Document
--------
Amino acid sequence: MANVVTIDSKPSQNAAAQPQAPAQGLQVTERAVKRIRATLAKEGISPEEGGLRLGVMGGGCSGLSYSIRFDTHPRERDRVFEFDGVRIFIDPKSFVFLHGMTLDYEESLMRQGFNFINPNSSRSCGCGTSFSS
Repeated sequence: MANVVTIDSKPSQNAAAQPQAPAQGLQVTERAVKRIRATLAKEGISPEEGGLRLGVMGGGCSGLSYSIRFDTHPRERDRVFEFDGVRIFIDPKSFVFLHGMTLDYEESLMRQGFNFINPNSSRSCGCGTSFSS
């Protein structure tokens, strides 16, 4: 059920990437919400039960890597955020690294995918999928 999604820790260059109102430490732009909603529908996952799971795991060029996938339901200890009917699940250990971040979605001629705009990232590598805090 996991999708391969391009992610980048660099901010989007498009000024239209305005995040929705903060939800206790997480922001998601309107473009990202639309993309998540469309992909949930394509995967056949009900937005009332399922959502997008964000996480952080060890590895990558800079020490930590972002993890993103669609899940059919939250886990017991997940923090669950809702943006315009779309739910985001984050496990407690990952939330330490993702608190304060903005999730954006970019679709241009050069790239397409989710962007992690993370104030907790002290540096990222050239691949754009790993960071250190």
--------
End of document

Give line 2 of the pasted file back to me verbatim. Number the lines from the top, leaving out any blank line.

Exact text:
Repeated sequence: MANVVTIDSKPSQNAAAQPQAPAQGLQVTERAVKRIRATLAKEGISPEEGGLRLGVMGGGCSGLSYSIRFDTHPRERDRVFEFDGVRIFIDPKSFVFLHGMTLDYEESLMRQGFNFINPNSSRSCGCGTSFSS